The Trailer Pond
It’s not surprising that this collection of vintage trailers looks as if it belongs on a set of a Hollywood movie. The company that restored these beauties is in the business of prepping props like this for film. That organization has since bowed out, selling to the trailers to the Alta Colina owners.
Considered by many as the original recreational vehicles, this class of tiny homes on wheels were all the rage in the late 1950s and early ‘60s, marketed as the perfect vehicle for a family getaway. If you were will to squish in, these rolling roofs could sleep up to six.
These days, as the whole van life culture has fueled a new generation of enthusiasts, it’s not unusual to see DIY redux of some classics. (There are also RV companies dedicated to creating retro-looking rigs like the Shasta Airflyte.)
The five vintage trailers artfully arranged around a pond among the organic hillside vineyards on gorgeous Alta Colina are set up for maximum comfort. Each unit has its own personality and backstory, the latter told in a cheat sheet left on the dining table.
The Shasta, for instance, was built in 1959 and still has its original icebox. The 1958 Kenskill Deluxe has a large fridge with a retro vibe and a comfy memory foam mattress on the double bed. (All units have doubles, tucked into the rear of the rig.)
Yes, it’s tight. Or, you could also consider the snug space cozy.
I’m used to living in a 23-foot motorhome, so this setup felt positively roomy. And because my grandparents owned a 1958 Aloha when I was a kid, it also hit that deeply nostalgic pleasure point for me.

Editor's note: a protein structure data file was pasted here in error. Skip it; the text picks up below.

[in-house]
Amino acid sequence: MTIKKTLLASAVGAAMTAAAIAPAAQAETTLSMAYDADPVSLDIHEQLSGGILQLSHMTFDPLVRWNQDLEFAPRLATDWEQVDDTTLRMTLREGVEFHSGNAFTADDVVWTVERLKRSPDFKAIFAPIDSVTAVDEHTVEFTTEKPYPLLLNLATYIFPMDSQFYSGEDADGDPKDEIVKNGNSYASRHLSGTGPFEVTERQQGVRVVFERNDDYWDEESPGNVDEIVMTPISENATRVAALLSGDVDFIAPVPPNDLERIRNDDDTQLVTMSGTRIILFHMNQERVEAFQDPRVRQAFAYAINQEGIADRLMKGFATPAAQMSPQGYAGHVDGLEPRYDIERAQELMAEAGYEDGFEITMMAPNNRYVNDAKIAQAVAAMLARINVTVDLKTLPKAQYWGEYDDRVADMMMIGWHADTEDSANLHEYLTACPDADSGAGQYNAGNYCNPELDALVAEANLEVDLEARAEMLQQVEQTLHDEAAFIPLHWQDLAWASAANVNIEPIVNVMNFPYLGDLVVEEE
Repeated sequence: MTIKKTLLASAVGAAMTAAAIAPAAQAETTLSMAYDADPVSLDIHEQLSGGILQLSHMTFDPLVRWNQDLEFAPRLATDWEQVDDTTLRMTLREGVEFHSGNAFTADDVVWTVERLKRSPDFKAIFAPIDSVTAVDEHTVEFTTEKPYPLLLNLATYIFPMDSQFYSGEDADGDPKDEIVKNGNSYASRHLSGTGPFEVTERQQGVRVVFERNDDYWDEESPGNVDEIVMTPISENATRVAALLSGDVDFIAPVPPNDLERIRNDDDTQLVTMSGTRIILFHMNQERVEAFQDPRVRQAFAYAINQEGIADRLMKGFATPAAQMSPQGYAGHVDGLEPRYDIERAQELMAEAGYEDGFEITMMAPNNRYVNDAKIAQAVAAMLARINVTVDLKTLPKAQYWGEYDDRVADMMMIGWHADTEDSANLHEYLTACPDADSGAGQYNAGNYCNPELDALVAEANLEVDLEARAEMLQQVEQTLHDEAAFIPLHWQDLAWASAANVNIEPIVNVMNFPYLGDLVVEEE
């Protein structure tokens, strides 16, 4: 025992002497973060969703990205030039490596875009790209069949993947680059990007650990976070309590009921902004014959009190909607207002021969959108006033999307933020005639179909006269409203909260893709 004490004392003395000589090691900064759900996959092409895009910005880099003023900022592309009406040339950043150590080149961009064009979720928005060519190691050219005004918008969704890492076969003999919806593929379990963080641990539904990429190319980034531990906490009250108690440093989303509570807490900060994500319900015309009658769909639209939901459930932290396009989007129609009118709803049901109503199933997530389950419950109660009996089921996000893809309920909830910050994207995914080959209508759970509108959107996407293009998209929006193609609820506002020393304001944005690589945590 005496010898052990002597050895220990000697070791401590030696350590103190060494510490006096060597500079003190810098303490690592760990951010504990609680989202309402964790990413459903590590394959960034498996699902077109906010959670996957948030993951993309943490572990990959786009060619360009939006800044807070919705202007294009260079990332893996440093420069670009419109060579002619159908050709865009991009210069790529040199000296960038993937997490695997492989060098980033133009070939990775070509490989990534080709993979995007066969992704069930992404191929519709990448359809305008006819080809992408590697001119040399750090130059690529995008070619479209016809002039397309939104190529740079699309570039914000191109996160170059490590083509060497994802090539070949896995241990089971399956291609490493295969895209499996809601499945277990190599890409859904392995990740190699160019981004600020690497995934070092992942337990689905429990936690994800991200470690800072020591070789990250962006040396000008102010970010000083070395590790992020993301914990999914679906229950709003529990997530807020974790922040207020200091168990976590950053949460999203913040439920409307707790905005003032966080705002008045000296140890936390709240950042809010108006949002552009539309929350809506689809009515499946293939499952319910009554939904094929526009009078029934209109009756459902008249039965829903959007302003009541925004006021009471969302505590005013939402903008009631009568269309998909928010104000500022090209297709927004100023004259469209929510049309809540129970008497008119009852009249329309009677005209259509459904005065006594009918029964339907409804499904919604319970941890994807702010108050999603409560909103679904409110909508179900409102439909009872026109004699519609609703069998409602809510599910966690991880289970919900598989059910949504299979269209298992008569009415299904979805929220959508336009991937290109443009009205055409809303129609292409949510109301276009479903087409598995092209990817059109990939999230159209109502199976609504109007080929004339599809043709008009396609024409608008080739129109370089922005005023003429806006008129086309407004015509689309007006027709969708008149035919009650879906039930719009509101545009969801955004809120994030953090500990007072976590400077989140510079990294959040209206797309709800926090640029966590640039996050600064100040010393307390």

Though it’s billed as glamping, this exceptional experience leans a little bit more toward the camping spectrum. After all, the bathroom’s a short walk away from your digs and there’s only an outdoor shower. But what a glorious way to wake up, the birds singing a happy song from nearby oak trees, sun streaming into the very private setup.
Summit Vineyard Tasting
Alta Colina founder Bob Tillman arrived in Paso when this now red-hot wine country was still a bit under the radar. A retired engineer, Tillman took a science-driven approach to planting the hillside vineyards more than 16 years ago.
The region gets very warm during the growing season, but those high temps of summer are tempered by the cool marine air that flows in late in the afternoon. Through trial and error, Tillman and his crew have worked to perfect the drip irrigation system, watering deeply early on and then letting the vines stress as the season progresses.
Those efforts and considerable care pay off in the lineup of Rhone-style wines that are gobbled up as soon as they’re released, mostly by fiercely loyal wine club members.
Alta Colina fans know to book a tasting on the Summit Vineyard deck, which enjoys a sweeping view of the surrounding region. That mountainous landscape is dotted with all sorts of oak trees — more than 130 varieties in the area, Bob points out.
The lineup poured might include a standout Grenache blanc, barrel fermented in neutral French oak and the spectacular house red blend called GSM. As in Grenache, Mourvedre and Syrah. The hands-down fave down for many who stay at The Trailer Pond? The rosé.
The ultimate outdoor dining
While I’m a huge fan of the tri-tip steak scene in Paso, after settling in at The Trailer Pond, I didn’t want to leave this magical setting. OK, left just long enough to pop into town and pick up some camarones for the grill and fajita fixings at the flat-out awesome La Reyna Market.
After a long, gray winter in the Pacific Northwest, it was such a gift to parachute into this full-on spring scene. There’s nothing quite like the joy of cooking the first meal of the season on the grill.
We ate as the sun set, turning the sky amber and triggering the swallows to start their graceful dance over the pond, searching for their dinner. That evening, we had the place to ourselves and we spent time sitting around the outdoor fire pit, watching the stars appear as the sky darkened. I didn’t want this experience to end. I will definitely be back.
There’s a two-night minimum stay at The Trailer Pond, with rates starting at $275. Group rentals start at $3,000 for two nights up to 10 guests. Various add-on options include on-site yoga classes, massages, private mixology classes, movie nights and more. There’s also a list of food options available from a brunch picnic box and farm-to-table feasts to advice on where to order take-out or delivery.